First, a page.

Supported by the Zeno Karl Schindler Foundation and other benefactors
Generous gifts from the Zeno Karl Schindler (ZKS) Foundation and other benefactors named in the fellowship titles have allowed us first to support research on the collections of Durham Priory Library, including their origin, manufacture, content, decoration, and history of the texts, with the specific aim of enhancing scholarly engagement with the Durham Priory Library Recreated Project. More latterly the focus of these fellowships has been to support research on the Scientific Study of Manuscripts and Inscriptions (SSoMI).
Applications for these fellowships are currently closed. Please check back here for future calls or subscribe to our mailing list, via our homepage, to receive notifications.
Our most recent fellows
Dr J. D. Sargan
ZKS-Lendrum Post-Doctoral Fellowship in the Scientific Study of Manuscripts and Inscriptions (1 September 2021 – 31 August 2022)
James D. Sargan is a book historian, who earned his doctorate on early Middle English reading practices from the University of Oxford (2018). His interests in this work, as represented by his forthcoming book, focus on dynamic, embodied use of books as facilitated by their surfaces, materials, and codicological structures. His work has appeared or is forthcoming in English Studies, the Journal of the Early Book Society, and the Journal of English and Germanic Philology. He comes to Durham from a Leverhulme Trust-funded postdoctoral fellowship in the Old Books New Science Lab at the University of Toronto. As part of this fellowship, he worked with colleagues on the Mellon-funded project, The Book and the Silk Roads, to develop the application of micro-CT imaging as a technique for the study of early binding structures. At Durham he will be applying this technique alongside other newly developing lighter-weight radiographic techniques to the identification, analysis, and cataloguing of the no-longer-extant medieval bindings of manuscripts from Durham Cathedral Priory Library.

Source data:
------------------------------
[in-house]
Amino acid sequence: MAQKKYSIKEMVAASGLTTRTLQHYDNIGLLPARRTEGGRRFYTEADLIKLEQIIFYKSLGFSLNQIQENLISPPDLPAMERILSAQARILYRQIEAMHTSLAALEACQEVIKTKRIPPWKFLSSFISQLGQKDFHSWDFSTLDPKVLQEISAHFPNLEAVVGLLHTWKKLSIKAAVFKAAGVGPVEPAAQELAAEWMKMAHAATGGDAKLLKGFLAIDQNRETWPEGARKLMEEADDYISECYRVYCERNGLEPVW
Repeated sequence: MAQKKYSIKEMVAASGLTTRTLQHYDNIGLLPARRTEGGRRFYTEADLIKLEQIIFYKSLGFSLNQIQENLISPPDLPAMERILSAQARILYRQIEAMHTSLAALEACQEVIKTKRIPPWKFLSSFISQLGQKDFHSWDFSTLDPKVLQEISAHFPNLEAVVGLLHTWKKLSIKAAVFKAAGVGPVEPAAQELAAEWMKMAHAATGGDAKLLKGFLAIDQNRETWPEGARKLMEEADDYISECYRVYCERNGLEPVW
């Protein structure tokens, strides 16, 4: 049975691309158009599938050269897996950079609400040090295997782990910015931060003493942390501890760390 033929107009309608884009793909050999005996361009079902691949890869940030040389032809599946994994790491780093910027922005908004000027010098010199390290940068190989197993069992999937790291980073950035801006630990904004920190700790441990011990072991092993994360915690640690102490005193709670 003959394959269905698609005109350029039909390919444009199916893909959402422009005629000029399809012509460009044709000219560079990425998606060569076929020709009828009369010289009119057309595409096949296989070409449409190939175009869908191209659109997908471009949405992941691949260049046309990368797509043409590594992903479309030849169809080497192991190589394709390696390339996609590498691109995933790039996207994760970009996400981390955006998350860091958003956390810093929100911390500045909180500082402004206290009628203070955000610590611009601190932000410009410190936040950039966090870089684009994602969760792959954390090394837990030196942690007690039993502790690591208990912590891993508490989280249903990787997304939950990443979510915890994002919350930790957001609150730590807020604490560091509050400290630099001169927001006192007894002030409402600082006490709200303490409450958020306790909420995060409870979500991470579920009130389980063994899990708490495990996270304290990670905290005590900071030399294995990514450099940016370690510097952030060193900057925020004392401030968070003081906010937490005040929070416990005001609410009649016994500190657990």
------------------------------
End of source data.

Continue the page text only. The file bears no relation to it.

Dr Matthew Davis
ZKS-Lendrum Post-Doctoral Fellowship in the Scientific Study of Manuscripts and Inscriptions (1 January 2022-31 December 2022)
Matthew Evan Davis received his PhD in English literature (with a certificate in Digital Humanities) from Texas A&M University in 2013. Before coming to Durham he served as the Ruth and Lewis Sherman Centre Postdoctoral Fellow at McMaster University, as a Lindsey Young Visiting Faculty Fellow at the University of Tennessee’s Marco Institute for Medieval and Renaissance Studies, and as the Council of Library and Information Resources/Mellon Fellow in Data Curation for Medieval Studies at North Carolina State University. Additionally, he has served as a consultant on several digital projects in the GLAM sphere and is the editor of two volumes dealing with the use of digital tools and methods for the study of medieval and early modern culture: Meeting the Medieval in a Digital World (with Ece Turantor and Tamsyn Mahoney-Steel) and New Technologies and Renaissance Studies III (with Colin Wilder). His scholarly work deals with the histories of the book, staging practices of medieval drama, cultural transmission through what he calls “informational palimpsests,” and material and digital curation as a means of preserving both the material object and the connections between the object, the content contained by that object, and its multiple affiliations.
While at Durham, Dr. Davis will be transcribing several works by the fifteenth-century poet and dramatist, John Lydgate, for his digital archive of the poet’s literary corpus with the intention of exploring the best ways to capture the materiality of the text in a digital facsimile. Additionally, he will be investigating the possibility of whether works traditionally characterized as poems might have originally been intended for performance.